The Spiritualist Movement began in the 19th century and persisted into the early 20th century. It was characterized by a pop culture fascination with mediums and séances, and patronized by a number of otherwise prominent individuals including Sir Arthur Conan Doyle. It was especially popular amongst certain segments of the wealthy population, who would gather friends together and hire mediums to perform séances for entertainment. Another popular activity was attending demonstrations of spirit rappings and other mysterious phenomena. Spirit rappings purportedly allowed one to communicate with unseen beings based on tapped out responses. Many individuals became famous for their ability to communicate with spirits in this way, but quite a few were revealed as frauds. At least one woman was discovered to have been faking spirit responses by producing a rapping noise against the floor from underneath her skirt.

Wanderings Of A Spiritualist

Sir Arthur Conan Doyle

New York: George H. Doran, 1921 [First edition.]

Summary: Though he is best known as the creator of Sherlock Holmes, Sir Arthur Conan Doyle was a devout spiritualist. After suffering the losses of his wife, son, and a nephew, Doyle turned to spiritualism, seeking proof of the afterlife. This volume is functionally a journal of his travels around the world with his second wife, documenting spiritualist conferences he attended and spoke at and séances he took part in. In the book, Doyle expresses the belief that spiritualism is compatible with Christianity and most religions. In his lifetime, Spiritualism was an extremely controversial topic. Many people felt Spiritualism was an affront to Christianity. Doyle and a few other well-known members of the spiritualist community were key figures in defending the movement’s legitimacy.

The Necromancers

R. H. Benson

London: Hutchinson & Co., 1909

Summary: Benson was an ordained Catholic priest. This novel is about a young man engaged to a young lady who dies before they can marry. He becomes involved in the world of spiritualism and the occult in an effort to make contact with his departed fiancé. While it could be considered an American Gothic novel, Benson likely intended this novel as a cautionary tale against Spiritualism.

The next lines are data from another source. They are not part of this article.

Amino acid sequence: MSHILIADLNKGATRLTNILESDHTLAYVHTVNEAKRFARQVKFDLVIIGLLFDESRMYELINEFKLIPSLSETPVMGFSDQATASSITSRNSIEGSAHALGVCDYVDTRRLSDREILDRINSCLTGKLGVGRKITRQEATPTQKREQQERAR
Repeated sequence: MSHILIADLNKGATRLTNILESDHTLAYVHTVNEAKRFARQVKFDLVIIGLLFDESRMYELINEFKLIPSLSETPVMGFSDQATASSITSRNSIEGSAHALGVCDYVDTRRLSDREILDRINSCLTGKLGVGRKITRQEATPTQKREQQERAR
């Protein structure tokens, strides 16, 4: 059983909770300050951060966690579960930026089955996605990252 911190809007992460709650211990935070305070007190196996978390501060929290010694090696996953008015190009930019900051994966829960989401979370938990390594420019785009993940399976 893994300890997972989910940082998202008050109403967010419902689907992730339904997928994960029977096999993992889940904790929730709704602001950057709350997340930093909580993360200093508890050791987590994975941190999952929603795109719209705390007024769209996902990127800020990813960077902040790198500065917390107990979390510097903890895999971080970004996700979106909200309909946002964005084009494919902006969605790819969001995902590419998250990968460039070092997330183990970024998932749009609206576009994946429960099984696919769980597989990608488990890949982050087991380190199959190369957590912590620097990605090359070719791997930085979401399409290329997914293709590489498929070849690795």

Nineteenth Century Miracles

Emma Hardinge Britten

New York: Lovell & Co., 1884 [First edition.]

Summary: “A Complete Historical Compendium of the Great Movement Known as “Modern Spiritualism.” Emma Hardinge Britten and her husband were prominent members of the Spiritualist community in their time. Britten claimed to be clairvoyant an regularly led séances. This (large) book surveys spiritualism across the globe.

Phantasms of the Living

Edmund Gurney, Frederic W. H. Myers, and Frank Podmore

London: The Society for Psychical Research, 1886

Summary: These two volumes include a record of paranormal incidents collected by the society for psychical research. The stories inside were submitted by outsiders but supposedly verified by society researchers. The book also includes information on experiments conducted by the SPR on topics such as thought transference.

Initiations and Initiates in Tibet

Alexandra David-Neel

New York: University Books, 1959 [First edition.]

Summary: The author, Alexandra David-Neel, spent much of her life in Tibet and became extremely well acquainted with Tibetan culture and mysticism. This book discusses the study of Tibetan mysticism, some of the basic tenets of the belief system, how one comes to study under a lama, so on. This is not her only book about Tibet.

 Witches and Fishes

Sir Hesketh Bell

London: Edward Arnold & Co, 1948 [First edition.]

Summary: About witches, sorcery, and superstitious beliefs in the Caribbean. Written while Bell lived abroad during World War II. An interesting look at spiritualism in Caribbean cultures, this book provides a counterpoint to spiritualism as it was experienced in the US and Europe.